Introduction: Crucial to the determination of a jurisdictional wetland is the definition of “growing season”. Satellite imagery is being utilized in other ecological applications, but is lagging in wetland growing season determination. Both cost and temporal limitations historically have restrained use of satellite imagery in assessing the start up of the growing season. Multiple commercial satellites are available that provide high resolution imagery, but the cost are prohibitive for most studies. The National Aeronautics and Space Administration (NASA) and the U.S. Geological Survey (USGS) jointly manage the Landsat and the Moderate-resolution Imaging Spectroradiometer (MODIS) satellite programs. Landsat Enhanced Thematic Mapper Plus images an area every sixteen (16) days. The rapid biological changes indicating the start up of the growing season must be captured more frequently to successfully use satellite imagery for such a time dependent event. In 1999 NASA launched the MODIS program with the Terra satellite and followed with the Aqua satellite in 2000. Terra’s orbit around the Earth is timed so that it passes from north to south across the equator in the morning. Aqua will pass south to north over the equator in the afternoon. This continual, comprehensive coverage allows MODIS to complete an electromagnetic picture of the globe every day. MODIS imagery is available on a daily basis, but the trade-off for the increased speed at which the satellites travel is a lower resolution image when compared to other satellite systems. Research utilizing MODIS for studying vegetation phenology is beginning to emerge, but there is a lack of validation through ground observation for these studies. (Figure 1 and Figure 2)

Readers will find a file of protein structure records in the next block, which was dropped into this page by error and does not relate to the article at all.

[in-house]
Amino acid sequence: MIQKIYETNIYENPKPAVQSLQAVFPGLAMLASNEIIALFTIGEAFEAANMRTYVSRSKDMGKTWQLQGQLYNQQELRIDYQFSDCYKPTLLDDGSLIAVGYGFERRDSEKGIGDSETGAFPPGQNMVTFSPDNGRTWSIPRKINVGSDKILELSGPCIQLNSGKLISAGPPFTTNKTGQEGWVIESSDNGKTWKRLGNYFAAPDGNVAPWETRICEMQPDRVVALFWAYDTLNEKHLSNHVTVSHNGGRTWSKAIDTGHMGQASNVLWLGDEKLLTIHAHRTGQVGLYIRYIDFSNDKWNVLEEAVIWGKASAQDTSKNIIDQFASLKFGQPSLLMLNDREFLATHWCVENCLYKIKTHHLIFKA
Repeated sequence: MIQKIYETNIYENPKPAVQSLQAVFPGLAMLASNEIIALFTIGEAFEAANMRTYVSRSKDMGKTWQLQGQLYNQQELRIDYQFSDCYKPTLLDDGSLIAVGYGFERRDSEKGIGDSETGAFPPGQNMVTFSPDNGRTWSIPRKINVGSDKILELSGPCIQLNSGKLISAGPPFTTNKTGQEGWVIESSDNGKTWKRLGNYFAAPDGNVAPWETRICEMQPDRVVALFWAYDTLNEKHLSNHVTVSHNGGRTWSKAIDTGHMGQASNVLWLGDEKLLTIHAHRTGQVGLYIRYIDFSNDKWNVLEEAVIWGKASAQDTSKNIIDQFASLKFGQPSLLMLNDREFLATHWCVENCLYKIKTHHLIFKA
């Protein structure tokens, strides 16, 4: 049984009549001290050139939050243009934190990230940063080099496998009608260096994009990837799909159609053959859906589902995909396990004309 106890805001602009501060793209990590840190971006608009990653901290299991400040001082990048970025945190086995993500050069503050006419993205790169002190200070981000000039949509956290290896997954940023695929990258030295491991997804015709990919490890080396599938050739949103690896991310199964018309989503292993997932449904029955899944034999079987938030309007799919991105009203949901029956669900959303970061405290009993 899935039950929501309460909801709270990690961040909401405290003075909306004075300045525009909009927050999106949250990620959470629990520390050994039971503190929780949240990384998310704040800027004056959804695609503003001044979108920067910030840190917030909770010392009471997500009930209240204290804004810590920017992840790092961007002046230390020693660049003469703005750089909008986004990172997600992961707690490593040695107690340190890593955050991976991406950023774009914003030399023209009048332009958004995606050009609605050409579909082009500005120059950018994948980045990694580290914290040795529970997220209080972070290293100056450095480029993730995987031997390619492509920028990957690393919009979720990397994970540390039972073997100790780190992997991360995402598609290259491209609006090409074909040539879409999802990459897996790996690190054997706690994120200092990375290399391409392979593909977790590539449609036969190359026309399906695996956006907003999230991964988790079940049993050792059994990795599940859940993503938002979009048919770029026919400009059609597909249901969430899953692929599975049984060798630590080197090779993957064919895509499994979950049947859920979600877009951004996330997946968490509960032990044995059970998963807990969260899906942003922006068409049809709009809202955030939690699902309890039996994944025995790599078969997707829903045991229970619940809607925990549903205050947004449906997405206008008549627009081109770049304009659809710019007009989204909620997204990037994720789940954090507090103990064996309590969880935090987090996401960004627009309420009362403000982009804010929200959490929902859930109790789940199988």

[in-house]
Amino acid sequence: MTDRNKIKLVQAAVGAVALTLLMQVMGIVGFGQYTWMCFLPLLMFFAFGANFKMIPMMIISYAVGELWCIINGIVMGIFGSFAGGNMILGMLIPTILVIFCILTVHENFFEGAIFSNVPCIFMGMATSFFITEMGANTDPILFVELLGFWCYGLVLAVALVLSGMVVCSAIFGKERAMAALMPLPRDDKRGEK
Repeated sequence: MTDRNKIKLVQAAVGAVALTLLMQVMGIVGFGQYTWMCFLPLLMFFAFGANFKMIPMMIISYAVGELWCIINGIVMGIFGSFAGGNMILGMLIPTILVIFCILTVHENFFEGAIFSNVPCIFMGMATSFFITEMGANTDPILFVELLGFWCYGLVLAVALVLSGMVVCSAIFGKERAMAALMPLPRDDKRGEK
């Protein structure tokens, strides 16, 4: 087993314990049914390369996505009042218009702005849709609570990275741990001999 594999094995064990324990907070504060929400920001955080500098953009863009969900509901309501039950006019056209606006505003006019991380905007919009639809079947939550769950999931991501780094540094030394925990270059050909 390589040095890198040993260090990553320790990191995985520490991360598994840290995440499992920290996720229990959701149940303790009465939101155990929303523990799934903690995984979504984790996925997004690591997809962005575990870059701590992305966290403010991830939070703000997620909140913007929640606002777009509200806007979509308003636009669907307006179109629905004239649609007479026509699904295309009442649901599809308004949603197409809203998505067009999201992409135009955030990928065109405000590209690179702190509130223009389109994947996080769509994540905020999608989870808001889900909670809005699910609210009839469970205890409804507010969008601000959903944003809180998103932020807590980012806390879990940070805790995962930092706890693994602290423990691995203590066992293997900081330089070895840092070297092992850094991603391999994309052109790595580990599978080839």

Malone, Karen; Williams, Hans Michael; Hung, I-Kuai; and Unger, Daniel, "Assessing the Efficacy of MODIS Satellite-derived Start of Growing Season for Jurisdictional Determination of East Texas Bottomland Hardwood Wetlands" (2010). Faculty Publications. Paper 7.
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